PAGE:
HAYDN: String Quartets Nos. 1 – 6, Op. 20, “Sun” – Pellegrini Quartet – CPO

by | Jun 12, 2008 | SACD & Other Hi-Res Reviews | 0 comments

HAYDN:  String Quartets Nos. 1 – 6, Op. 20, “Sun” –  Pellegrini Quartet – CPO Multichannel SACD 777 173-2 (2 discs), 134:22 total **** [Distr. by Naxos]:

I didn’t really like these at first—the playing is somewhat rough, coarse, and quite frankly, rather old fashioned. But as the Pellegrini took me through a tour of the “Sun” quartets (and despite the somewhat ridiculous meanderings in the notes regarding the “Sun” in history and its significance to the arts – the association is simply because there was a picture of the Sun on the cover of the first published edition) I began to really dig into what they were doing with these works. The quartets are seminal; along with the Op. 17, perhaps the first genuinely great set of the genre ever created. What Mozart did with opera and its derivative semblances in the miraculous piano concertos, Haydn was accomplishing in equal measure in his quartets and symphonies. These pieces are astounding in the originality, and remain some of the most engaging music you will ever hear.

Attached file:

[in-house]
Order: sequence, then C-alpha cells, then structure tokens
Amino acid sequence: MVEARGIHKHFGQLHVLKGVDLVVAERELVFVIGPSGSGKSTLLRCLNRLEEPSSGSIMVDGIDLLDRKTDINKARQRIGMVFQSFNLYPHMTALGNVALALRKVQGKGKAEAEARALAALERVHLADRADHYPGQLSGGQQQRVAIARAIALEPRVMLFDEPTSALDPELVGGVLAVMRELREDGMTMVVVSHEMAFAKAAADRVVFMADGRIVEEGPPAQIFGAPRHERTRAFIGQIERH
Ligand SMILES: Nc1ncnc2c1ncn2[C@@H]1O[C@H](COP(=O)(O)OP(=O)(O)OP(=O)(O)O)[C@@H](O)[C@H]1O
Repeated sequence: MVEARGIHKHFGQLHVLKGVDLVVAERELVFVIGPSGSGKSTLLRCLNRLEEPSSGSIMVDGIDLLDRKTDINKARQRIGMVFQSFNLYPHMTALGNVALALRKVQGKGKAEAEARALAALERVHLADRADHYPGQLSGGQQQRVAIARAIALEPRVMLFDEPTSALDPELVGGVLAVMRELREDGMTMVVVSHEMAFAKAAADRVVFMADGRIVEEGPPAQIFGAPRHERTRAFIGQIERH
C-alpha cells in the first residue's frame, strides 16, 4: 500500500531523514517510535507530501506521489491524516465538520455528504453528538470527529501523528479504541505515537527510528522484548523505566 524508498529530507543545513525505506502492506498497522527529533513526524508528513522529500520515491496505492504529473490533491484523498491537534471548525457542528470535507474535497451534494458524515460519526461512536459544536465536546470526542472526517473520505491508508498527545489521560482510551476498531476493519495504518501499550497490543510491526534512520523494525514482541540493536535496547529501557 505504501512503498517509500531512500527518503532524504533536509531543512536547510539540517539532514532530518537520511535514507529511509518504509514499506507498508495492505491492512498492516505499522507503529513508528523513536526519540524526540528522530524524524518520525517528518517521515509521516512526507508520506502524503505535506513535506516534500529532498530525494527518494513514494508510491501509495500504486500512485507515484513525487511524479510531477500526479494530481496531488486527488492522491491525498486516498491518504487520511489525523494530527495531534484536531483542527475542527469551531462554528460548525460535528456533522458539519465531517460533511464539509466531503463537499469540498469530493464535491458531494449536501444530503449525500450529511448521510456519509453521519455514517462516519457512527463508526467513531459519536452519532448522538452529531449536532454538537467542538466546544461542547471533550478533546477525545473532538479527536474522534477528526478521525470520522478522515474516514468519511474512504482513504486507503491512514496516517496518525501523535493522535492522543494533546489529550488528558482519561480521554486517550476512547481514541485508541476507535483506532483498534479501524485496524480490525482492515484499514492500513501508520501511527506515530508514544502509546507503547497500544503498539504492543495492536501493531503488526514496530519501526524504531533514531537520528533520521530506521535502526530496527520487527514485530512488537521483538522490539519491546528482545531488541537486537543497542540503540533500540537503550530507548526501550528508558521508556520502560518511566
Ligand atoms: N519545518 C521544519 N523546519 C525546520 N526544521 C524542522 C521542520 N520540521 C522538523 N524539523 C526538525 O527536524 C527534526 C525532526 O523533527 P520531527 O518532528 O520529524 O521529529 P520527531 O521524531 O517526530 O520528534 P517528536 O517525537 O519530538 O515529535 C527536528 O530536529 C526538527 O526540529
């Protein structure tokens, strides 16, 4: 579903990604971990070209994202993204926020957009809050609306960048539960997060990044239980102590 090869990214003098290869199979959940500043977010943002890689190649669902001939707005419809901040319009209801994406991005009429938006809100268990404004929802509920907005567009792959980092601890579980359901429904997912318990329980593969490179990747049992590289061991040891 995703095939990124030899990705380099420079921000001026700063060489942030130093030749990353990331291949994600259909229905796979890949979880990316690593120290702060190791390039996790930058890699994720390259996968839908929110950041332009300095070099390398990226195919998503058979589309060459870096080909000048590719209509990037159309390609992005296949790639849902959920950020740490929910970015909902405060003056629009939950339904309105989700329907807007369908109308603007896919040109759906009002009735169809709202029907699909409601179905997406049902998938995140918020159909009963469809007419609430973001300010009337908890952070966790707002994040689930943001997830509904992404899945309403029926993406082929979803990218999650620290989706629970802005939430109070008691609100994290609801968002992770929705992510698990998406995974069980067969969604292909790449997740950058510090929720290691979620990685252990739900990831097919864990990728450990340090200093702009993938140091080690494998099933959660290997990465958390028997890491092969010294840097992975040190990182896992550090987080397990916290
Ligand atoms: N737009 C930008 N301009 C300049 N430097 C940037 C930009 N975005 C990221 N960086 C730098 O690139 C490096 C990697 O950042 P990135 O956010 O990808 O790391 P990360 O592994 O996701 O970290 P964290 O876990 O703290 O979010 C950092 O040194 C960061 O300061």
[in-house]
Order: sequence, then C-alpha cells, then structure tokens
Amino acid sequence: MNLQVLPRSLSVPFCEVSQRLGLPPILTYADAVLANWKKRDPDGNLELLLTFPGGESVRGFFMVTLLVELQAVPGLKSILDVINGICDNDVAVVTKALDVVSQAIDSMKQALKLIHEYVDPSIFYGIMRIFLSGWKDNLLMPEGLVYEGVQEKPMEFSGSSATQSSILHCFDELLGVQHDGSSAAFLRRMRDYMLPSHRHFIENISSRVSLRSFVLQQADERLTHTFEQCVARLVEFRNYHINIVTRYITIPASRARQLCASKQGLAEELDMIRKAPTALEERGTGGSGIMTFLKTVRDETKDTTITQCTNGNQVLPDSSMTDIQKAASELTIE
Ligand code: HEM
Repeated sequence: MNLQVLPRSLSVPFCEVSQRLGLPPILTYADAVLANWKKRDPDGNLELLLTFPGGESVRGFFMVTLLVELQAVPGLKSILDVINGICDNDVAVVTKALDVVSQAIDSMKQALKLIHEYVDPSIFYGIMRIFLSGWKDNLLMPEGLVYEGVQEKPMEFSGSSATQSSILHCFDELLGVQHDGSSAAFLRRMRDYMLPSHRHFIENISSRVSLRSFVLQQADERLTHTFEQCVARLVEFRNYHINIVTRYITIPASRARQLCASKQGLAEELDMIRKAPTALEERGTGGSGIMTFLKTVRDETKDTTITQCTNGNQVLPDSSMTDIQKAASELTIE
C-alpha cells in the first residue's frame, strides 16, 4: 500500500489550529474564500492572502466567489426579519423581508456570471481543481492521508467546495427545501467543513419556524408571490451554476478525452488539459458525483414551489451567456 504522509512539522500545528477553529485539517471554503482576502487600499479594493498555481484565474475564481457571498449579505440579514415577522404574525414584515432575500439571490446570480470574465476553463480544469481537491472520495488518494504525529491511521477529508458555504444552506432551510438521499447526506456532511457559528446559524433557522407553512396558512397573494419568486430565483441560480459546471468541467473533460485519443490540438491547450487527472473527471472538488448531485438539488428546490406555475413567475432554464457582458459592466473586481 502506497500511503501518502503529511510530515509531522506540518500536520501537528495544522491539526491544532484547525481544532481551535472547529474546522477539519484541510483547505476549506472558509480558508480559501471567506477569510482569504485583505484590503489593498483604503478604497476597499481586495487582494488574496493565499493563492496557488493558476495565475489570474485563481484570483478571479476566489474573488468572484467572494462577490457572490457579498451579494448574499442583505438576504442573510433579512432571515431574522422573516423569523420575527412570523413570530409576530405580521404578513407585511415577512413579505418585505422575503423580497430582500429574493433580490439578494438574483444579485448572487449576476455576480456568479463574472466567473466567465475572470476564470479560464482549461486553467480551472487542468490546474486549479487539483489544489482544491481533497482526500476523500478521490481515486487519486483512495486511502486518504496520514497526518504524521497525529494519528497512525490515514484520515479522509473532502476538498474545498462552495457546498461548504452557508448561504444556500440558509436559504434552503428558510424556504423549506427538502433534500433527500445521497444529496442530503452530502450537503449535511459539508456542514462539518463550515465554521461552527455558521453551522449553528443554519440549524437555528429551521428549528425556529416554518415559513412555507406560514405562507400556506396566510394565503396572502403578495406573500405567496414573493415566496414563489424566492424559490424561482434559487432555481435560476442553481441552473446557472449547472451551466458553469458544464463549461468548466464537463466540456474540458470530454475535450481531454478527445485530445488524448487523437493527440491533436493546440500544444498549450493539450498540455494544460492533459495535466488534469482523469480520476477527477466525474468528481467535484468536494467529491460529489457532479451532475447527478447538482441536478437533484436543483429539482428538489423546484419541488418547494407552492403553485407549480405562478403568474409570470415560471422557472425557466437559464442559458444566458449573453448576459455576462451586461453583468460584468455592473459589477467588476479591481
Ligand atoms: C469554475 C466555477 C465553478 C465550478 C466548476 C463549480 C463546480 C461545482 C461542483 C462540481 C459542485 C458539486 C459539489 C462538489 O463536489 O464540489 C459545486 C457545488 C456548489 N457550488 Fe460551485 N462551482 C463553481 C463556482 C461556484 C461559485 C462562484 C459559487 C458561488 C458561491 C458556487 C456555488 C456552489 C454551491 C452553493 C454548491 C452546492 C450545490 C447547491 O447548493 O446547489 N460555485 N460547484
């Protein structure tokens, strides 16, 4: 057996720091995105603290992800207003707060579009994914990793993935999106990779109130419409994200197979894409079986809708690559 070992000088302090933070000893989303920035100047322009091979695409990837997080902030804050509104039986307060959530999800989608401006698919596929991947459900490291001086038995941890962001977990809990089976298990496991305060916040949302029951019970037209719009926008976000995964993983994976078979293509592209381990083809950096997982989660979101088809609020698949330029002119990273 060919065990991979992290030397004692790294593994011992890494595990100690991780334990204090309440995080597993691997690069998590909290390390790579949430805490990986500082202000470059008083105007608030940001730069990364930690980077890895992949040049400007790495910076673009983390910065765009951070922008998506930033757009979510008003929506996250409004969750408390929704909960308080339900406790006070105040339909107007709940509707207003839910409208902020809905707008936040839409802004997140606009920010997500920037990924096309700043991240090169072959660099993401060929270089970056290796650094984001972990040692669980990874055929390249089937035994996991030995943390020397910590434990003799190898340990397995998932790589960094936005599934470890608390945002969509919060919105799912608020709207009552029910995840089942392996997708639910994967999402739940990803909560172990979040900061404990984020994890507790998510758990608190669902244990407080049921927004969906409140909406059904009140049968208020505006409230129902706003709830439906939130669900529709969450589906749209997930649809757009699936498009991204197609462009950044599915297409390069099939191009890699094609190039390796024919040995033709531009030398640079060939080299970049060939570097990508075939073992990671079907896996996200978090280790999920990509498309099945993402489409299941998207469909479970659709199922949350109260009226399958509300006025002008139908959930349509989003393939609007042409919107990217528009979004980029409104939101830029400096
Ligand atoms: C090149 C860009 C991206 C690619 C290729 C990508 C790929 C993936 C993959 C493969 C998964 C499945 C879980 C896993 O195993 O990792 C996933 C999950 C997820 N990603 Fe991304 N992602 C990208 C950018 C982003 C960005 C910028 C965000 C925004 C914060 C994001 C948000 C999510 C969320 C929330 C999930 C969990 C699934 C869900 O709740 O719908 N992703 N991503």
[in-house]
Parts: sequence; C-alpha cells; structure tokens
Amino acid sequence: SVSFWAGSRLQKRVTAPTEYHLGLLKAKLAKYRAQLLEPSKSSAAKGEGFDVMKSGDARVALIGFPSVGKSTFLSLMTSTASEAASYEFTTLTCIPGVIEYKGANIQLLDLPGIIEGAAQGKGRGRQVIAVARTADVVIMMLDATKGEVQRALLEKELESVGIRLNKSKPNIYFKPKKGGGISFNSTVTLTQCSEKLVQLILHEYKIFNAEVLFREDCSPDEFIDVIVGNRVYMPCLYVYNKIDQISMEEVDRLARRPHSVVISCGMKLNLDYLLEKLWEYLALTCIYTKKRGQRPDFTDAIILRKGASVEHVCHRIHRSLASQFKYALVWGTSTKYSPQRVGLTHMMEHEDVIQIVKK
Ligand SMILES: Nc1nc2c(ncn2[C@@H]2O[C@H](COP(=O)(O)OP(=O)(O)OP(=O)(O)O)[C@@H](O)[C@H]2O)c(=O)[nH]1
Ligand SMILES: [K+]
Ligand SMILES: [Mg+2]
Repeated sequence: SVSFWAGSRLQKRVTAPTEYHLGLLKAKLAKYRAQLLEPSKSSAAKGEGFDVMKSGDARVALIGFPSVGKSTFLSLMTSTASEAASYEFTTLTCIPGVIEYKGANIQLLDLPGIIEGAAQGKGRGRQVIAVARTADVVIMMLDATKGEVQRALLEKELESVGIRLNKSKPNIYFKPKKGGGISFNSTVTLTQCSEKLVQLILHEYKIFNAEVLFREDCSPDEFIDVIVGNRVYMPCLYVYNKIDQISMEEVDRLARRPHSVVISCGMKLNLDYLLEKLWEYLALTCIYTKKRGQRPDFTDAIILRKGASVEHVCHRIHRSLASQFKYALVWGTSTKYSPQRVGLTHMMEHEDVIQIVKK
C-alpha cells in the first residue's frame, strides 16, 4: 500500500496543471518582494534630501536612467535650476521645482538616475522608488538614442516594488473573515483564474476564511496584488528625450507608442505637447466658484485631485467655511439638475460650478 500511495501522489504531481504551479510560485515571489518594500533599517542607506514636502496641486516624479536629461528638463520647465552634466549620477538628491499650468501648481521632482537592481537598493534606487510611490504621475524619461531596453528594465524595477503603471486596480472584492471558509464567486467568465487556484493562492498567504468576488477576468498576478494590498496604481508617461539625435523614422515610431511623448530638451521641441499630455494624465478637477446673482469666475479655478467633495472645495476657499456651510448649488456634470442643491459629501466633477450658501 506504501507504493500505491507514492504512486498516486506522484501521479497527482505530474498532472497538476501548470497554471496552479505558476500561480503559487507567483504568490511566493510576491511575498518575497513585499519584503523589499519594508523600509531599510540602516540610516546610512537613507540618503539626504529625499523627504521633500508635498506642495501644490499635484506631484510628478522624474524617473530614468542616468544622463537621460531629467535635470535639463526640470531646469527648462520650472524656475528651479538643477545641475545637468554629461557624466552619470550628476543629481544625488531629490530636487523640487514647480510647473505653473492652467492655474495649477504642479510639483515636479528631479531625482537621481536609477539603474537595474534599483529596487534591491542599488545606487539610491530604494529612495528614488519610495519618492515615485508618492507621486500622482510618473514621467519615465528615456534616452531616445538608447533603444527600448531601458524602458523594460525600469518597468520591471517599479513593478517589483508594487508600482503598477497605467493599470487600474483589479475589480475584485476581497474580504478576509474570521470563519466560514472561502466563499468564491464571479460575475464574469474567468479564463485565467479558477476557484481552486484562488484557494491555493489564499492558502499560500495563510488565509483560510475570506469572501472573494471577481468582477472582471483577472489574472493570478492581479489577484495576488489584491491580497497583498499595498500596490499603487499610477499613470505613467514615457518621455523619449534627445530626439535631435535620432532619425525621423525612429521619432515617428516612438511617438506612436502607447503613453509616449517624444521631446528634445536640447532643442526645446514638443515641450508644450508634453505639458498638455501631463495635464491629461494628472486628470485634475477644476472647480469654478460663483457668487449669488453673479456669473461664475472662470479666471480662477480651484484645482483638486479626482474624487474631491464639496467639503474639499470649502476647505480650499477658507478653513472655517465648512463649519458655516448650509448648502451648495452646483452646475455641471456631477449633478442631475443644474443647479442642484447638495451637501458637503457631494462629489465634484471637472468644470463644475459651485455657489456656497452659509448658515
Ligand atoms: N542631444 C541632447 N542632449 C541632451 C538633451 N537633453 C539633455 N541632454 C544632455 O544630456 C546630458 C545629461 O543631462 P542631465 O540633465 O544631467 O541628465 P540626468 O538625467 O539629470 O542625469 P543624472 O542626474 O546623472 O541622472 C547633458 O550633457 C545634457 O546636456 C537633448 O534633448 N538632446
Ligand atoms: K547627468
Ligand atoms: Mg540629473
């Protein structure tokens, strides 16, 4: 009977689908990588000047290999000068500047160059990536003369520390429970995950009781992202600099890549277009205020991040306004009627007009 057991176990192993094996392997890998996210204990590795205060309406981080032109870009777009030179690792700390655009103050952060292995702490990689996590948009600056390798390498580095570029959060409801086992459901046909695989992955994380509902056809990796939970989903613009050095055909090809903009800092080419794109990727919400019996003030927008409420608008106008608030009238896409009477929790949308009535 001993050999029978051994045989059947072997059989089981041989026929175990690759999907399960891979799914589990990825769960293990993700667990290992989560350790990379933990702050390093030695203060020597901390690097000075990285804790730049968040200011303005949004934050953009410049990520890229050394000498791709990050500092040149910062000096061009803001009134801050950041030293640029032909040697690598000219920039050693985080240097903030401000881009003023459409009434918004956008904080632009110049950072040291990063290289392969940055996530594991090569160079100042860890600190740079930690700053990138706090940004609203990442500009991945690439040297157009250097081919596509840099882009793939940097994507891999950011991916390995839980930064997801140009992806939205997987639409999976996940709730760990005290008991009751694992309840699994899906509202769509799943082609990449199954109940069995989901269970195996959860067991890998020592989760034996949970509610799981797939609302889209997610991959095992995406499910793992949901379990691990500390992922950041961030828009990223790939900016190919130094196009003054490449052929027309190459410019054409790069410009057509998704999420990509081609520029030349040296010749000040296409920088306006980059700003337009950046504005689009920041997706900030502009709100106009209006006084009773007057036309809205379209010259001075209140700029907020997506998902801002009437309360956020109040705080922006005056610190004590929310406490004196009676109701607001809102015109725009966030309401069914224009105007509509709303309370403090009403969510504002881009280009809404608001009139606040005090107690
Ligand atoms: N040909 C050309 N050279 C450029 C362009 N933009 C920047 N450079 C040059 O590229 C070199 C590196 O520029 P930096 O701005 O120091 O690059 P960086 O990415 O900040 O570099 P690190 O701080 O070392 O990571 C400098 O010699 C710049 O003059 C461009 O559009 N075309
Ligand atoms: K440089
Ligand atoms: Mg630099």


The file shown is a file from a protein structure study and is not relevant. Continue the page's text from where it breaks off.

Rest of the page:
Nonetheless, I found myself troubled by these performances. They reminded me of the old Budapest Quartet—lots of portamento, and sound that is somewhat akin to rare roast beef and a really fat red wine with lots of tannin. They are not suave, silken, or well-groomed. This is Haydn having a drink and a meal with the musicians in the back room kitchen after a concert. The ruggedness of the playing is by no means sloppy, just earthy. After the first three quartets here (listed as 2, 5, and 4 on the first CD), I was primed at the sensational and complex No. 6; Ending with No. 1 was a joy unto itself.

Would I want this as my only set? Probably not, though not out of the question as I have a feeling familiarity will breed comfort. The SACD sound is very fine, nicely distributed though somewhat close in. Those wanting a mannered, manicured, and icily slick reading more in tune with the modern school will not like this. Those wanting the personal and gritty side of Haydn will find much to admire in the performances.

— Steven E. Ritter
 

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